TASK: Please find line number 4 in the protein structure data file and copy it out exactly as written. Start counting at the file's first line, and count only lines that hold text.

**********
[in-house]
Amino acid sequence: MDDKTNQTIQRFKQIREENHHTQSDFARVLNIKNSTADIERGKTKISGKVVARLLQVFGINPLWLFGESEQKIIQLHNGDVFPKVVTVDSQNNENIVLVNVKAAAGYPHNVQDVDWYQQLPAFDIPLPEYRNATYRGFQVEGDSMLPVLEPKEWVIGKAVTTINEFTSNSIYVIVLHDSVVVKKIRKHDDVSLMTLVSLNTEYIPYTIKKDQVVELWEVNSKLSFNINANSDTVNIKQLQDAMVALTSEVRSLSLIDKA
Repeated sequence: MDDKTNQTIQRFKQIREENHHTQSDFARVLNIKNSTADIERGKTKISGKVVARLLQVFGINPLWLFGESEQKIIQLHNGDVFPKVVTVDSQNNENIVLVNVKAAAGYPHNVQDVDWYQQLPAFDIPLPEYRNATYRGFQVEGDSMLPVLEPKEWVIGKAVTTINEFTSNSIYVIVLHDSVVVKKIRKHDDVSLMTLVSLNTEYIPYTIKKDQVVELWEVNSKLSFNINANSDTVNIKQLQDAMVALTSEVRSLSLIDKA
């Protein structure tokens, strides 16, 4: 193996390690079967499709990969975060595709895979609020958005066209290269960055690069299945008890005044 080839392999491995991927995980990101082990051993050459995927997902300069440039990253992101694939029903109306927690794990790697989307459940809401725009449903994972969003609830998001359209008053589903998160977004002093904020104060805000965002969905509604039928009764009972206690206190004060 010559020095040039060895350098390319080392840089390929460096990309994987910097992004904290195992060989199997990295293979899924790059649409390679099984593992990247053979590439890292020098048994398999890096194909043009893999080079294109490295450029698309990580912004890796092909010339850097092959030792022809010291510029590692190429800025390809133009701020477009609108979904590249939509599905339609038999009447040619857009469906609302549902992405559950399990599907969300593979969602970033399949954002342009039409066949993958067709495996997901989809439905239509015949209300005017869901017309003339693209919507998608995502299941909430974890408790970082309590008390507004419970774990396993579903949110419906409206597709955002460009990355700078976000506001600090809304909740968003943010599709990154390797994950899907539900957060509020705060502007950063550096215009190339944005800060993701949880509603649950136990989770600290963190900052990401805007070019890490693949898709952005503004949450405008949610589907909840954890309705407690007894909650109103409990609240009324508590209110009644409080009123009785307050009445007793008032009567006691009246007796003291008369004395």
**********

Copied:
């Protein structure tokens, strides 16, 4: 193996390690079967499709990969975060595709895979609020958005066209290269960055690069299945008890005044 080839392999491995991927995980990101082990051993050459995927997902300069440039990253992101694939029903109306927690794990790697989307459940809401725009449903994972969003609830998001359209008053589903998160977004002093904020104060805000965002969905509604039928009764009972206690206190004060 010559020095040039060895350098390319080392840089390929460096990309994987910097992004904290195992060989199997990295293979899924790059649409390679099984593992990247053979590439890292020098048994398999890096194909043009893999080079294109490295450029698309990580912004890796092909010339850097092959030792022809010291510029590692190429800025390809133009701020477009609108979904590249939509599905339609038999009447040619857009469906609302549902992405559950399990599907969300593979969602970033399949954002342009039409066949993958067709495996997901989809439905239509015949209300005017869901017309003339693209919507998608995502299941909430974890408790970082309590008390507004419970774990396993579903949110419906409206597709955002460009990355700078976000506001600090809304909740968003943010599709990154390797994950899907539900957060509020705060502007950063550096215009190339944005800060993701949880509603649950136990989770600290963190900052990401805007070019890490693949898709952005503004949450405008949610589907909840954890309705407690007894909650109103409990609240009324508590209110009644409080009123009785307050009445007793008032009567006691009246007796003291008369004395």